Why it will take more than Bharat Jodo Yatra to revive Congress

The Indian Express | 2 weeks ago | 16-01-2023 | 02:45 pm

Why it will take more than Bharat Jodo Yatra to revive Congress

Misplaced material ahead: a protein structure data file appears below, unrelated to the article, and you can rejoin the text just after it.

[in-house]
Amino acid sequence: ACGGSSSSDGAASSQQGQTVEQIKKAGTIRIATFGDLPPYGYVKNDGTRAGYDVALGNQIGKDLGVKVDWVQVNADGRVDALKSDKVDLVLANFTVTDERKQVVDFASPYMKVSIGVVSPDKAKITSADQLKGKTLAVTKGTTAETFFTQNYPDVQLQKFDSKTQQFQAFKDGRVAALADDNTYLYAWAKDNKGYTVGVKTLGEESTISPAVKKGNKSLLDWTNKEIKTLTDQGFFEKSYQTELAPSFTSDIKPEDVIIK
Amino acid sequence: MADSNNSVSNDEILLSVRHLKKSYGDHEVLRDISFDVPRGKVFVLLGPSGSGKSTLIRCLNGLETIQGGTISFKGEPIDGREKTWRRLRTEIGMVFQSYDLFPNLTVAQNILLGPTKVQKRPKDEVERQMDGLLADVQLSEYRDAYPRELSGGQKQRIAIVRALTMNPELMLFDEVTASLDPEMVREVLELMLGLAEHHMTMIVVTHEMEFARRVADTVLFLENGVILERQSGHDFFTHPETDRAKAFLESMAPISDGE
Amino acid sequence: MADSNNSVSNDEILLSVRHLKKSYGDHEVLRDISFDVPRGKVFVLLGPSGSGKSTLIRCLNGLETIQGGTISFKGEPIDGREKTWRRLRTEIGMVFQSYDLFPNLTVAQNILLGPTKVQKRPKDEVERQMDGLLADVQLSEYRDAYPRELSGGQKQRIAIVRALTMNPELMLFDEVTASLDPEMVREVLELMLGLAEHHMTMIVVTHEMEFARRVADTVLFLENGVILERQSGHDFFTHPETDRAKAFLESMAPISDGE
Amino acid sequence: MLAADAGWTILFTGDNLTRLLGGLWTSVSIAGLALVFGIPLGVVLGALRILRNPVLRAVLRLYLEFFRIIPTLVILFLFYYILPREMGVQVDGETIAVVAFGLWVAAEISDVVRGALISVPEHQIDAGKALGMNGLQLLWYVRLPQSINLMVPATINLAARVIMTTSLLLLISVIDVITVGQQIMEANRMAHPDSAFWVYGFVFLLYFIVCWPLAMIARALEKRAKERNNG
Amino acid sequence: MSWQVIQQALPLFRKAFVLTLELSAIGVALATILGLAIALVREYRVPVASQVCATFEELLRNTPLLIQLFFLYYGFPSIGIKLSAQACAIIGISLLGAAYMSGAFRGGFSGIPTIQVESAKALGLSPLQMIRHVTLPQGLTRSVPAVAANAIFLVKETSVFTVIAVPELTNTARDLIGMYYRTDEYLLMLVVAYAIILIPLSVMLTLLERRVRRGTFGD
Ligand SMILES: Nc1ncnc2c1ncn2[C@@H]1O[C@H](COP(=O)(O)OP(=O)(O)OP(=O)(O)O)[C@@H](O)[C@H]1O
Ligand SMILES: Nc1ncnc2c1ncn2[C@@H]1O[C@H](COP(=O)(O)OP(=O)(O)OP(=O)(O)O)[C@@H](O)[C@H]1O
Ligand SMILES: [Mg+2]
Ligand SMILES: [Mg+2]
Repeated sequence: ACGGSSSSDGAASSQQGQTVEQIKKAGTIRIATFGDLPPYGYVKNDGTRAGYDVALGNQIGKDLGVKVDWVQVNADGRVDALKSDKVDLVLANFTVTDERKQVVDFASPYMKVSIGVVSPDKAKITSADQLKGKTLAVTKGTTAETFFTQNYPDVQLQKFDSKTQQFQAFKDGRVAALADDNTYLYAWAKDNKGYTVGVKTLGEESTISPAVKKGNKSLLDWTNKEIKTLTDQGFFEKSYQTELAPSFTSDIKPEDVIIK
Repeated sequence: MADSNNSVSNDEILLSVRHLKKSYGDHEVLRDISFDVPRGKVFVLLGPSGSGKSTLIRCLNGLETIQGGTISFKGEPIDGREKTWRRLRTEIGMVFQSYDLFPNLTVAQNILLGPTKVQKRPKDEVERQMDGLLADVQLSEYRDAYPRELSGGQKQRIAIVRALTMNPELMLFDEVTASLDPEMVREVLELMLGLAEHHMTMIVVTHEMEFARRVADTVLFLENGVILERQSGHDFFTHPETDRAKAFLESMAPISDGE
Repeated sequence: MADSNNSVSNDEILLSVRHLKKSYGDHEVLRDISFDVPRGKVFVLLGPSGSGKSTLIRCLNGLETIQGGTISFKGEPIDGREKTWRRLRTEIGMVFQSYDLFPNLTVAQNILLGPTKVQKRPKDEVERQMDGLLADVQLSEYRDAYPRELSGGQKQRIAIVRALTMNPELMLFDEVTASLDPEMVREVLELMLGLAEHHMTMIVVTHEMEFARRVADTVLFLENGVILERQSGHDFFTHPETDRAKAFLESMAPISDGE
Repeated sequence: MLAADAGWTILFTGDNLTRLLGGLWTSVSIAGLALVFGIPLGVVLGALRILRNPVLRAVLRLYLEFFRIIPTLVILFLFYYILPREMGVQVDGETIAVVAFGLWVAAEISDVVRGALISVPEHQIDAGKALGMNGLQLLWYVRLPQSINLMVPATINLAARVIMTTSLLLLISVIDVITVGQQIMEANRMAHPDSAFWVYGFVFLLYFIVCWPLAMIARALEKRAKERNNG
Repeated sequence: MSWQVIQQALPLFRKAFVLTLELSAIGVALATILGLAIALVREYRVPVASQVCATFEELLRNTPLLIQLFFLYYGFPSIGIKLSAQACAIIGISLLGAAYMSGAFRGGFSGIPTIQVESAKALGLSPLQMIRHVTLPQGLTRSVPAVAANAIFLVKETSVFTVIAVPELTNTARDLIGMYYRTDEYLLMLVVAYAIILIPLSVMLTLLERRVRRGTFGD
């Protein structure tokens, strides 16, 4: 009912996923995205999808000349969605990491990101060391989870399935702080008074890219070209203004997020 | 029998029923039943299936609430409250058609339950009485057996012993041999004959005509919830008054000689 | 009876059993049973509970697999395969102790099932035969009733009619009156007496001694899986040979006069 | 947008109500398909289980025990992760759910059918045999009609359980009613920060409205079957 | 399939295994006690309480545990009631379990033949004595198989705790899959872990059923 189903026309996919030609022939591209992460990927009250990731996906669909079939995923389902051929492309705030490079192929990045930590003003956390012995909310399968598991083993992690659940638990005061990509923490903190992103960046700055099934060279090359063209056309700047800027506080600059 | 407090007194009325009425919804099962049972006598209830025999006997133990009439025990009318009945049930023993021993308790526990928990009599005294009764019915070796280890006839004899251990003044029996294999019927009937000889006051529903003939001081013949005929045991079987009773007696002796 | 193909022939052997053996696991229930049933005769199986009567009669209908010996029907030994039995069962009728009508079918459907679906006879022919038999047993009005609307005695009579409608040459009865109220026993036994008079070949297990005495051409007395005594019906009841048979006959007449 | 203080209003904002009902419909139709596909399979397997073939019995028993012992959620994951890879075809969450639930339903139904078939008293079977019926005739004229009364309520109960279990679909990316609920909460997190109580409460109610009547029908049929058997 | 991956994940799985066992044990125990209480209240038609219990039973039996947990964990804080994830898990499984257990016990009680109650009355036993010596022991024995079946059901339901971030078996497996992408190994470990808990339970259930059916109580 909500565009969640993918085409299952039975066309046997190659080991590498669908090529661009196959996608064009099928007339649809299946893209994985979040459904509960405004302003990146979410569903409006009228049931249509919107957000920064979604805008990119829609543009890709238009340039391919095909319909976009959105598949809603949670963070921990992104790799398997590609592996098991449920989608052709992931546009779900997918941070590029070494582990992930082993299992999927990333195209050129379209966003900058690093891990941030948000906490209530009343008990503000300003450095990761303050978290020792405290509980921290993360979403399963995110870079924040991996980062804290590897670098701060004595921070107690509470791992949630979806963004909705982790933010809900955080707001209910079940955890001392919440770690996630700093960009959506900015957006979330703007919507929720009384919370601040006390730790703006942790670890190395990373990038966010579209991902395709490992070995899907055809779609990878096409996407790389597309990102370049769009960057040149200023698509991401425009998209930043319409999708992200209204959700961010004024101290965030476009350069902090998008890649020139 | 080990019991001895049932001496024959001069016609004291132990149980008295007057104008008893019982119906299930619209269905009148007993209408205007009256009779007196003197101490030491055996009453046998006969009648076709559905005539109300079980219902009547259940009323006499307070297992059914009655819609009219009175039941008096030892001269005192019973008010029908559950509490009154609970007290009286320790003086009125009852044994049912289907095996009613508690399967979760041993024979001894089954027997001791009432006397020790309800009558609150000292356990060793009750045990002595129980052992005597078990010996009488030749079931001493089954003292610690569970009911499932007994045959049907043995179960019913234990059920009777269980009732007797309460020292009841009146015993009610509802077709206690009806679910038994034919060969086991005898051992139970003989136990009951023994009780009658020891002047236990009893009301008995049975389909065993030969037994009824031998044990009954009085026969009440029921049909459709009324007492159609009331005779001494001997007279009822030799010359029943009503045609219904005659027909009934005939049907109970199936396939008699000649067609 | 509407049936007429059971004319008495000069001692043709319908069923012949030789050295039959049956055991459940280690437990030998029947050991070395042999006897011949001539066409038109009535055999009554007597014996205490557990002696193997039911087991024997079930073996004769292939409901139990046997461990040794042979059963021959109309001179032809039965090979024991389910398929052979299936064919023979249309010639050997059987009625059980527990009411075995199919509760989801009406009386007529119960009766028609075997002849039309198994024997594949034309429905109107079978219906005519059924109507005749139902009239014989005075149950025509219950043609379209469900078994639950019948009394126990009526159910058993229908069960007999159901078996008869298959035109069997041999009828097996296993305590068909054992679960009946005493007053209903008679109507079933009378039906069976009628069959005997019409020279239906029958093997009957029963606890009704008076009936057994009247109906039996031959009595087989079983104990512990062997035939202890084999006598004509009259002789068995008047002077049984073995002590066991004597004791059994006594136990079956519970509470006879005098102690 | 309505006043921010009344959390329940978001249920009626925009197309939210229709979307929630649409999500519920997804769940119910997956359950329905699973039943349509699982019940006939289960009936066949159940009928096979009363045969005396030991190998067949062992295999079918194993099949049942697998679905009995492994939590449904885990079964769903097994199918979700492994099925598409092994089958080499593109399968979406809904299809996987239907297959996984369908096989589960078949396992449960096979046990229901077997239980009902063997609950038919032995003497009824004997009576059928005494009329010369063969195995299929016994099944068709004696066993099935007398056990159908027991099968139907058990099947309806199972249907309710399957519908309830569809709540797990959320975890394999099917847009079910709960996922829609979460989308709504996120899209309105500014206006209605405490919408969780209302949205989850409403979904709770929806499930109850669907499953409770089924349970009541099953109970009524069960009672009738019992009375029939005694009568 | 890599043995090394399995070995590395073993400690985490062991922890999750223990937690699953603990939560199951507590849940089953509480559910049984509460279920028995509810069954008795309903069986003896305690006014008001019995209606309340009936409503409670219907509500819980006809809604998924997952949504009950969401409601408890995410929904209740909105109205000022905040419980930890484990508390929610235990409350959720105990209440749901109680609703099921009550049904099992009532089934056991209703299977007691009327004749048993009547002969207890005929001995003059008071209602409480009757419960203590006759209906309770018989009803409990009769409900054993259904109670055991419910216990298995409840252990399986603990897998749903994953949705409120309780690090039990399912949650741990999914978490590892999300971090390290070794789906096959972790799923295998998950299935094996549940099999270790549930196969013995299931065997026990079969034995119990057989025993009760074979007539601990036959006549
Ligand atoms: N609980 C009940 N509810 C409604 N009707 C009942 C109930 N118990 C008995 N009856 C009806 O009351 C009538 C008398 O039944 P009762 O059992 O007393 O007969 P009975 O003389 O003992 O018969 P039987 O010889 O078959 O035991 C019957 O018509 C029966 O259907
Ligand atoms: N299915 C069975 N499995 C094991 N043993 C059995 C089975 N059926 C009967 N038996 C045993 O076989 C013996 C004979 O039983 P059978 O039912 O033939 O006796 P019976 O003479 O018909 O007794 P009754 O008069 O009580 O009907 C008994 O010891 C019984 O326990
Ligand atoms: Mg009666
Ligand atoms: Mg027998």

The Bharat Jodo Yatra will culminate on January 30 in Srinagar, with a flag-hoisting ceremony on the anniversary of the assassination of Mahatma Gandhi. By then, the Yatra, which began on September 7, 2022, would have traversed the length of the subcontinent from Kanyakumari to the Himalayas. The Yatra has undoubtedly enthused the Congress cadre and infused new life in a party that was deemed finished. More importantly, it has replaced the earlier “Pappu” image of Rahul Gandhi with that of a mature individual and credible political leader. His message of removing hate and introducing love between communities in the nation has made a mark, igniting much debate on social media. Even Rahul Gandhi’s detractors agree that the difficult Yatra has earned him the respect and support of people in areas where it has passed. Attempts by BJP leaders to criticise the Yatra and Rahul Gandhi have not achieved much success.The seminal question is whether the Yatra can bring electoral success for the Congress. While senior Congress leaders have said the aim of the Yatra is not to capture power, there is little doubt that unless this happens, the goal of social harmony would be difficult to achieve. This is because the Congress is the largest opposition party in the country with a footprint in many regions — out of 403 Lok Sabha seats it contested in the 2019 general election, it won 52 seats, came second in 196, and obtained 19.5 per cent of the vote. The Congress is the main opposition party in 12 states — Punjab, Assam, Karnataka, Kerala, Haryana, Maharashtra, Jharkhand, Goa, Manipur, Meghalaya, Mizoram, and Nagaland. It is in direct contest with the BJP in seven states — Arunachal Pradesh, Chhattisgarh, Gujarat, Himachal Pradesh, Madhya Pradesh, Rajasthan, and Uttarakhand, which account for 102 of the 543 Lok Sabha seats. Regional parties do not have a significant presence or strength at the national level. Without a rejuvenated and transformed Congress, the Opposition cannot hope to dent the BJP’s fortunes in these states in 2024. The AAP won just one seat in the Lok Sabha in 2019 and was ranked third in most constituencies. The TMC won 22 seats in 2019 compared to 34 in the 2014 Lok Sabha elections; the TRS won nine out of 17 seats compared to 11 in 2014. Opposition parties by not supporting/aligning with the Congress, where it is the major opposition force, will divide the anti-BJP vote.However, it is doubtful whether the Congress is capable of being the fulcrum of Opposition unity against the BJP in 2024. A party in decline since the late 1980s, it has three key problems: First, centralisation of power and decision-making at the top; second, organisational weakness; and third, lack of unity. Despite the election of a non-Gandhi as party president, the high command culture and the presence of the Gandhi family still continues — as a result of which decisions are taken at the top and local leaders are ignored. Elections to the Congress Working Committee have not been held for nearly 25 years, the last being in 1998. Organisationally, the strong federal structure of the party was destroyed by Indira Gandhi in the 1970s through centralisation and personalisation of power, creating a pyramidal decision-making structure. With the abandonment of the principle of representation, Congress committees and party offices were filled by appointment rather than through election. Centralisation of power led to dismemberment of the party at the grass roots.Without a clear line of leadership, factions have emerged that have destroyed the internal unity and coherence of the party. During the immediate post-independence period, factional groups provided the building blocks of the party ensuring a measure of internal democracy. Over the years factionalism has weakened the party leading to a loss of power. Being in office does not help, the party remains divided in Rajasthan and Chhattisgarh between contending groups over the chief minister’s post. The G-23 group of senior leaders — who following a series of electoral defeats, demanded organisational reform and an inclusive and collective decision-making system — have further divided the party.The Yatra cannot reform the party. Yet there is an urgent need to do so as the Yatra does have a political thrust evident from the Congress inviting 21 “like-minded” political parties to join the concluding event in Srinagar. With this grand finale, the Congress hopes to make the Yatra a show of strength of the Opposition. The Trinamool Congress, Janata Dal United, Telugu Desam Party, Communist Party of India (Marxist), Rashtriya Janata Dal, Samajwadi Party and BSP are among those invited; the AAP has not been invited. But the prospects of Opposition unity or opposition parties uniting behind the Congress seem remote.Given the poor organisational condition of the party, opposition parties such as the AAP and TMC do not view the Congress or Rahul Gandhi as capable of providing leadership to an anti-BJP alliance. However, several ambitious contenders have emerged to lead the Opposition — from Mamata Banerjee and Arvind Kejriwal to K Chandrasekhar Rao (KCR). The Bharat Rashtra Samiti rally organised by Telangana Chief Minister KCR in Khammam on January 18 is aimed at creating a non-BJP, non-Congress, national alternative. The BRS rally is likely to be attended by leaders like Mamata Banerjee and Arvind Kejriwal.Clearly the Bharat Jodo Yatra, although it has created enthusiasm among party cadre and hope among its leaders, despite its good intentions and success, by itself cannot revive the Congress. Against the backdrop of the achievements of the Yatra, the real work needs to begin after January 30. There is an urgent need for the Congress to unite under a strong leader and reinvent itself organisationally to carry the message of the Yatra to the masses if the party is to retrieve lost electoral ground.The writer taught at JNU